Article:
An Endeavor Towards More Situational Positive Obligations Stemming from Article 2: Case of Kotilainen and others v. Finland

Elina Pekkarinen is a university instructor and PhD candidate in Tampere University. Her dissertation concerns the contextual interpretation of rights laid down in the European Convention

Introduction

On 17 September 2020, the European Court of Human Rights delivered its judgement in the case of Kotilainen and others v. Finland (application no.62439/12). The ECtHR found that Finland had violated the substantive aspect of Article 2 of the European Convention on Human Rights when the local police refrained from seizing a weapon from a person who subsequently committed a school shooting. The Court was satisfied that the national authorities complied with the requirements emanating from the procedural aspect of Article 2. The rest of the applicants’ complaint, which concerned Articles 5, 6 and 13 of the Convention, was declared manifestly ill-founded.

In Kotilainen and others, the Court emphasised the duty of diligence which poses special obligations to national authorities when they are dealing with matters that include a particularly high risk to life. Moreover, the Court concluded that an obligation to uphold the legislation regulating the lawful possession of firearms does not only require, from the national authorities, that they intervene in activities where the risk to life is imminent, but also in activities that cause concrete suspicions about the compliance of requirements regarding the possession of a firearm.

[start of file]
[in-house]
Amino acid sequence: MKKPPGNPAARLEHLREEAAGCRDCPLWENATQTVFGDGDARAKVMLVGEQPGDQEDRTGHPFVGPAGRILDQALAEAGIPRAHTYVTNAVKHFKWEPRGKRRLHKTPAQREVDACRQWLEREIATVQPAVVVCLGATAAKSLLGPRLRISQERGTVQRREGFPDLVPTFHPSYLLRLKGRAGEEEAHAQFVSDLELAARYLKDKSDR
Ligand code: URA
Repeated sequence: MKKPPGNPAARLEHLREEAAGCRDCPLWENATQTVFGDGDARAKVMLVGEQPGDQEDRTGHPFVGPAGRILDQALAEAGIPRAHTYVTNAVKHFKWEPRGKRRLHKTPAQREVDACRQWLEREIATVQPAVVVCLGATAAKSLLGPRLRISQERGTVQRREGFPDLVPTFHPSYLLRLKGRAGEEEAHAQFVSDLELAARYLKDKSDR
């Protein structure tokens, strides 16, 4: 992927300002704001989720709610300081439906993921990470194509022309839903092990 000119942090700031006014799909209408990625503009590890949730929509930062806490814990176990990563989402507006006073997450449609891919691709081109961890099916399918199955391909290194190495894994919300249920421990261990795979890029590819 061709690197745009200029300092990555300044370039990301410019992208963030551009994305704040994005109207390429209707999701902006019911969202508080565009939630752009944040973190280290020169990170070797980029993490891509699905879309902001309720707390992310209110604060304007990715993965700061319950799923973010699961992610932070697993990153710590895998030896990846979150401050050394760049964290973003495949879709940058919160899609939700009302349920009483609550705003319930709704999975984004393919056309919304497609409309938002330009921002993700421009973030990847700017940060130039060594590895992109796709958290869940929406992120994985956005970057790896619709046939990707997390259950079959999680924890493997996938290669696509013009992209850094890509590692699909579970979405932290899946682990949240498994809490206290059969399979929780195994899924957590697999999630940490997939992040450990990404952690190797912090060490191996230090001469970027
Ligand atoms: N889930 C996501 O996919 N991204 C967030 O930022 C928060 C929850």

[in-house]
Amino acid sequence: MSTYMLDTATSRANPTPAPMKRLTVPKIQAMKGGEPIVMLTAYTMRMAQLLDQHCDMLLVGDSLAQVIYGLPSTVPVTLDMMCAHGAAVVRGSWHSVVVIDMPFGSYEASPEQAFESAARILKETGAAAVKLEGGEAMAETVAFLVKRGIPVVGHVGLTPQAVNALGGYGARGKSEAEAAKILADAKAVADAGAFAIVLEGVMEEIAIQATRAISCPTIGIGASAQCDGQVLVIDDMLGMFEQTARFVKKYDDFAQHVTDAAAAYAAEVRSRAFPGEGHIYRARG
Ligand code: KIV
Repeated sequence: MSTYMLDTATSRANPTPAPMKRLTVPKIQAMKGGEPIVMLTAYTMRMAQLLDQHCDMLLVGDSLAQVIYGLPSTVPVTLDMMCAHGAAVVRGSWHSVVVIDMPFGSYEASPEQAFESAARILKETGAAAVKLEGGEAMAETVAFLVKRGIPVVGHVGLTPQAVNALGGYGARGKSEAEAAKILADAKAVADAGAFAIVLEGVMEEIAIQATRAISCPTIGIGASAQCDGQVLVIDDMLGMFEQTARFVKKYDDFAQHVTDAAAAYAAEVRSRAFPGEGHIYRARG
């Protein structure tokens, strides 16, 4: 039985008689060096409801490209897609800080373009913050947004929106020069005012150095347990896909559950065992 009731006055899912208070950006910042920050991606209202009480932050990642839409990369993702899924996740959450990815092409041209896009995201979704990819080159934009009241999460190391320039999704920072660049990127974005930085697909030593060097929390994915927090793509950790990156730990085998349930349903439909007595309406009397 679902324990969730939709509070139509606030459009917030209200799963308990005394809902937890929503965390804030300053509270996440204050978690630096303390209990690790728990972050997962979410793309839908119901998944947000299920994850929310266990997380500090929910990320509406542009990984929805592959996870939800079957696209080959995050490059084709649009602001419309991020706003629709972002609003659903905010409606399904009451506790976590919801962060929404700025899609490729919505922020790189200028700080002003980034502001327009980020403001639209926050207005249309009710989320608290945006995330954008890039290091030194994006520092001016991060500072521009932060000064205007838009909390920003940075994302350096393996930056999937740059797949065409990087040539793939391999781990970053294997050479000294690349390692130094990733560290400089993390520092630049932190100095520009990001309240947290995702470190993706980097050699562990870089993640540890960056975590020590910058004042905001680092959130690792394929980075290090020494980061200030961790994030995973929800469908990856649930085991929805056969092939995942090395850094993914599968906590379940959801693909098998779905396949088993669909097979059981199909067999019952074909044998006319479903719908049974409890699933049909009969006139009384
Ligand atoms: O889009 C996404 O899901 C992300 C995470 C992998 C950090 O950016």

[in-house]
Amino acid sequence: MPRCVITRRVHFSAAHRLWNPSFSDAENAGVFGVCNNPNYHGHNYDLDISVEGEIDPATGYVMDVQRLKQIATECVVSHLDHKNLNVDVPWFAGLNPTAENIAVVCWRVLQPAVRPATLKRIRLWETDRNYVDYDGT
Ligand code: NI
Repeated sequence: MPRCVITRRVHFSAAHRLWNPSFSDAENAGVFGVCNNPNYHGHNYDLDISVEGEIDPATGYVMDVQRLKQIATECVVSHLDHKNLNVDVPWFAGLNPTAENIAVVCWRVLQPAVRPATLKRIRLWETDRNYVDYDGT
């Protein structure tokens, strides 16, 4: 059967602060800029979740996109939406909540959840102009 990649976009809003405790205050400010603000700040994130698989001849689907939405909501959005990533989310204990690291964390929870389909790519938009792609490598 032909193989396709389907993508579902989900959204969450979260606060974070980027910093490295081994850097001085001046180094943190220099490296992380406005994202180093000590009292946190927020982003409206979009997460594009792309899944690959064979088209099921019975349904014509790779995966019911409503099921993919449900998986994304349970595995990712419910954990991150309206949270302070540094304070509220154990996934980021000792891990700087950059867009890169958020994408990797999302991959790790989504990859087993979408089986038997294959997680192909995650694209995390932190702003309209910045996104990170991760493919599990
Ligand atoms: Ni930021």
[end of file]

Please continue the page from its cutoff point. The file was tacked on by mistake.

Continue reading

Positive Obligations in Crisis

Dr Natasa Mavronicola is Reader in Law at Birmingham Law School, University of Birmingham. She has written extensively on the right to life and the right not to be subjected to torture or to inhuman or degrading treatment or punishment. She is co-editor of Lavrysen & Mavronicola (eds), Coercive Human Rights: Positive Duties to Mobilise the Criminal Law under the ECHR, forthcoming with Hart Publishing (2020).

On the flip side of rights are wrongs. It is now indisputable that the State may wrong us as a matter of human rights law not only by actively mistreating us, but also by failing to protect us from certain harms. The European Court of Human Rights (ECtHR) boasts a formidable jurisprudence on positive obligations borne by States to protect persons within their jurisdiction from grave threats to our life or physical or mental integrity. It is important to understand and apply these appropriately to the current crisis, particularly as positive obligations to protect life are being actively invoked, in the context of the coronavirus pandemic, to justify extensive (coercive) measures across Council of Europe States.

In this short piece, focusing on positive obligations under the European Convention on Human Rights (ECHR), I want to underline the following: (a) the State bears positive obligations to protect, rather than coerce; (b) the State’s positive obligations do not extend to duties to act unlawfully under the Convention; and (c) positive obligations must be responsive to, and entail ancillary obligations to determine, the relevant context and risk. Continue reading